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I am not trying to optimize anything, so please don't tell me, that premature optimization is root of all evil. I am trying to solve a problem and I can't find the third solution.

The problem goes like this:

if (x)
    y = a;
    y = b;

x can only be 0 or 1. How to write this condition without a jump?

One solution, with a data structure, is:

int temp[2] = {b, a};
y = temp[x];

Another arithmetic solution is:

y = x * a + (1 - x) * b;

There is supposed to be a third one, a logical solution. Do you know how it looks like? Please give a solution in C.

share|improve this question
You mean without a jump, don't you? – Let_Me_Be Apr 18 '11 at 10:27
I think, if we use switch . that will not be a jump. right ? – Vivek Goel Apr 18 '11 at 10:29
What logical operators do you know in C...? – rlibby Apr 18 '11 at 10:31
@Vivek Goel: a switch statement is still going to be encoded with a jumps – forsvarir Apr 18 '11 at 10:31
Vivek Goel: It is, if you are skipping a case you are jumping. – orlp Apr 18 '11 at 10:31

10 Answers 10

up vote 8 down vote accepted
y = a ^ ((x - 1U) & (a ^ b));

This uses bitwise x-or

share|improve this answer
took me a while to wrap my head around this one. nice :) XOR IS HERE! – Michael Chinen Apr 18 '11 at 11:23

Are you saying you don't want a jump in the source code or at the CPU level?

On my compiler

int choose(int x, int a, int b)
    int y;

    if (x)
        y = a;
        y = b;

    return y;

compiles to this -

test    ecx, ecx
cmovne  r8d, edx
mov eax, r8d
ret 0

Although I've written a jump at the C code level there isn't one in the generated machine code as the compiler is able to use a conditional move instruction.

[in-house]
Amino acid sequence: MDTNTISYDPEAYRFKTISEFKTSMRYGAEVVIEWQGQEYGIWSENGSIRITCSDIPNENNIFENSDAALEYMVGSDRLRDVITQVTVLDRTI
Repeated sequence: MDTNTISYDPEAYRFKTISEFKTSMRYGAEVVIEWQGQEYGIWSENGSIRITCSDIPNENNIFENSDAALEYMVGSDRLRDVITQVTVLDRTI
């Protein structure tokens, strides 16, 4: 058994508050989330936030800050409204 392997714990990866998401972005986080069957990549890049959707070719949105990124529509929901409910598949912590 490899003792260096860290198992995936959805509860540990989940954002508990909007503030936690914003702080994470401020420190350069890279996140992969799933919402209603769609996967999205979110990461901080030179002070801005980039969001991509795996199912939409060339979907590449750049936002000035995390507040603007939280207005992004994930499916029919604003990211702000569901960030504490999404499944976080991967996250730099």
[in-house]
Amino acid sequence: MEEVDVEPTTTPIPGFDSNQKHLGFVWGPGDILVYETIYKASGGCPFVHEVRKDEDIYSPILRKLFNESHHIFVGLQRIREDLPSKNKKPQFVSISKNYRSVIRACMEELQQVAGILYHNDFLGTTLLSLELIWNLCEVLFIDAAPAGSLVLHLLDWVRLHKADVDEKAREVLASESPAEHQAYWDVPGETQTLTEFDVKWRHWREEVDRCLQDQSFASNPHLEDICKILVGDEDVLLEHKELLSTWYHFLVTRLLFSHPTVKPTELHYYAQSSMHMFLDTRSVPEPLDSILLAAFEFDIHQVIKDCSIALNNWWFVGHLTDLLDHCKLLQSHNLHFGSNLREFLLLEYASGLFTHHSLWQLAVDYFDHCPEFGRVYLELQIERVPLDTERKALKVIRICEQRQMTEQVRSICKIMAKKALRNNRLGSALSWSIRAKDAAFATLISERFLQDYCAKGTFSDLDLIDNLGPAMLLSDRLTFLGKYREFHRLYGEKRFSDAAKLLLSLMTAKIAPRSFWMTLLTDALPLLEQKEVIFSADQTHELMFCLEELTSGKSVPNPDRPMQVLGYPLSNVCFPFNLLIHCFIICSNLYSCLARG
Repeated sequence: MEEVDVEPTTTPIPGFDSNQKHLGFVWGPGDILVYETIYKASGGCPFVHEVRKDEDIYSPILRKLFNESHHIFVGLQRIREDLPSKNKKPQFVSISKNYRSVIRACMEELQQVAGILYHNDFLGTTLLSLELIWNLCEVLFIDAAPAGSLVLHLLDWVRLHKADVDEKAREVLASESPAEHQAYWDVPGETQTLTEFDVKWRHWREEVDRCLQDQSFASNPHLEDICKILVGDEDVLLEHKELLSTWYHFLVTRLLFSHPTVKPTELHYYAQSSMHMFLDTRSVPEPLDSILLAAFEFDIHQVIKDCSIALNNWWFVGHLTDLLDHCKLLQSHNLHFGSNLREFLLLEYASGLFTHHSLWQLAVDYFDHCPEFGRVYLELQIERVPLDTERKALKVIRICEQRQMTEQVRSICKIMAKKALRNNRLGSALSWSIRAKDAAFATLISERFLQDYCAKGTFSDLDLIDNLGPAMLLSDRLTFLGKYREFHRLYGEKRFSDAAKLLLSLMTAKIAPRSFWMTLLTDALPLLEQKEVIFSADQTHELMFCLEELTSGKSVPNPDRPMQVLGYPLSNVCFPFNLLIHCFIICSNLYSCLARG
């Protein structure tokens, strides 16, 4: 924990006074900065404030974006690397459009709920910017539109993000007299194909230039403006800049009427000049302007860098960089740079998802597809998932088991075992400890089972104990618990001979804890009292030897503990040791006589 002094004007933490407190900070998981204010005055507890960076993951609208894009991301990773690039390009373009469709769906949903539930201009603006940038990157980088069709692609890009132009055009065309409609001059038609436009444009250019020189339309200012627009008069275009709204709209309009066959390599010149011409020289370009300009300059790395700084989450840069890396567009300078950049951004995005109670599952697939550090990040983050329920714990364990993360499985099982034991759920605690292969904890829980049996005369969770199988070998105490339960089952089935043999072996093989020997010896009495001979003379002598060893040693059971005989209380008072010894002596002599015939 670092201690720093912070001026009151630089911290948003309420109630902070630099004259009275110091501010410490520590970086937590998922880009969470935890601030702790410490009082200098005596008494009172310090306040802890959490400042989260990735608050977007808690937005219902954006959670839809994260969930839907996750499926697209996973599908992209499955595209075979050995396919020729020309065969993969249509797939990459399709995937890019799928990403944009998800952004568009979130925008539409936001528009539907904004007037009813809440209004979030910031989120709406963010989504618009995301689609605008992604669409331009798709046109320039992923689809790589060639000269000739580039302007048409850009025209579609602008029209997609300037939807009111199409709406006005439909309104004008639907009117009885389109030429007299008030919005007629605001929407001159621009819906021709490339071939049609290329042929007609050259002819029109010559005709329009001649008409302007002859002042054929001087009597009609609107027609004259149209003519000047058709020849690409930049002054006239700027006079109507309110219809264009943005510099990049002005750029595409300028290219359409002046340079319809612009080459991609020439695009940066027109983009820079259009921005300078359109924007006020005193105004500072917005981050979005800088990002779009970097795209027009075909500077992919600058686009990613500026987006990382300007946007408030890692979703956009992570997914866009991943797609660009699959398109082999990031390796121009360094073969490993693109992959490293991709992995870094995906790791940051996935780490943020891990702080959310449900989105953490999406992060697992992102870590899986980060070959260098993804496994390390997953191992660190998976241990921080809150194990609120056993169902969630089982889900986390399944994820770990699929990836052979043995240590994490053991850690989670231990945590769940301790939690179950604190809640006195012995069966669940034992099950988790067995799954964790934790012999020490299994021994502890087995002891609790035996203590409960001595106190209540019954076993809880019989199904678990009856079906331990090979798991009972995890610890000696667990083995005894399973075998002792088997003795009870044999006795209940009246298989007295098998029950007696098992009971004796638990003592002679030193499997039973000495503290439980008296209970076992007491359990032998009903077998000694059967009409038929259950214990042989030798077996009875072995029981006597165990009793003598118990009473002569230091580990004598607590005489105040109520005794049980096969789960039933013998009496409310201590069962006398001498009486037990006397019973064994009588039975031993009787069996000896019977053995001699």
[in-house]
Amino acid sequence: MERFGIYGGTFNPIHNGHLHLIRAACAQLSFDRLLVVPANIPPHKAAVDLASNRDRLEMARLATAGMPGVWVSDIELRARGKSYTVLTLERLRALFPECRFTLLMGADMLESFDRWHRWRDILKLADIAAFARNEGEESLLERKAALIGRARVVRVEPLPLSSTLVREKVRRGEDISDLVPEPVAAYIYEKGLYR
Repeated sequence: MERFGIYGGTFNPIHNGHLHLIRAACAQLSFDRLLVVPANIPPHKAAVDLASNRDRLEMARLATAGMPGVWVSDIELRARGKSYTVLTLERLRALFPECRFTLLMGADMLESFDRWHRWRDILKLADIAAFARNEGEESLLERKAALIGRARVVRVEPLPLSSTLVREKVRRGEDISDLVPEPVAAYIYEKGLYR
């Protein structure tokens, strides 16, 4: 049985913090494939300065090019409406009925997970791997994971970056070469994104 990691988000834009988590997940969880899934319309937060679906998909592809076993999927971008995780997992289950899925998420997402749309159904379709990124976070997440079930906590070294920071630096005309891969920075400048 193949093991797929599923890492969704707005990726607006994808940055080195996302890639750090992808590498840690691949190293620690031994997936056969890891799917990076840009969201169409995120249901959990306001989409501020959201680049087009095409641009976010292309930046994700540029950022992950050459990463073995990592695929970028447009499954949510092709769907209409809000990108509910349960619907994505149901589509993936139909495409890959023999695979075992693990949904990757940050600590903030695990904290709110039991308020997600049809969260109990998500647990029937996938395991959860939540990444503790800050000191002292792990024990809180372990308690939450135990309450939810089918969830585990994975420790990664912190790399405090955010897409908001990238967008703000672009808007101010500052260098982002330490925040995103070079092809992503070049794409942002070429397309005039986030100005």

share|improve this answer
Seriously, that's not the solution to the problem. It is supposed to stretch your mind a little, not check whether you can use conditional move. As I said, it is not about optimizing anything, but about finding a solution. – gruszczy Apr 18 '11 at 10:47
This answer isn't in the spirit of the question – James Apr 18 '11 at 10:48
Ok sorry. well to be honest I'm not entirely sure what the purpose of the question is. I find it interesting that writing a branch in the source code doesn't necessarily imply a branch in the generated code. – jcoder Apr 18 '11 at 11:00
I'm looking at the question as more of an exercise/puzzle. This has its purpose even if it is not so practical. – Michael Chinen Apr 18 '11 at 11:03

This maybe isn't the best solution, but I think it is the bitwise equivalent without jumps:

y = (~(x*UINT_MAX) & a) | (~(1 - x) & b);
share|improve this answer
If I would ever have to maintain this code I'll hunt you down with a shotgun. – orlp Apr 18 '11 at 10:37
You wouldn't have to, I'd probably commit suicide. I already had to edit it twice. – Michael Chinen Apr 18 '11 at 10:41
@fsmc: I don't think this works... – forsvarir Apr 18 '11 at 10:47
@forsvarir: It works, it's logical rather than digital – James Apr 18 '11 at 10:50
...huh? forsvarir's link and both indicate that it doesn't, unless I'm missing something. – Chowlett Apr 18 '11 at 10:54

Something like the choose function here then?

#include <stdio.h>

int choose(unsigned int x, int a, int b)
    unsigned int selector = -x;    

    return (a & selector) | (b & ~selector);

int main()
    printf("%d\n", choose(0, 123, 200));
    printf("%d\n", choose(1, 123, 200));
share|improve this answer

Use the ternary ?: operator. It is made for this.

share|improve this answer
There is no guarantee that the compiler will translate this into assembly code without a jump. This example removes the jump from the high level code. – Thomas Matthews Apr 18 '11 at 22:53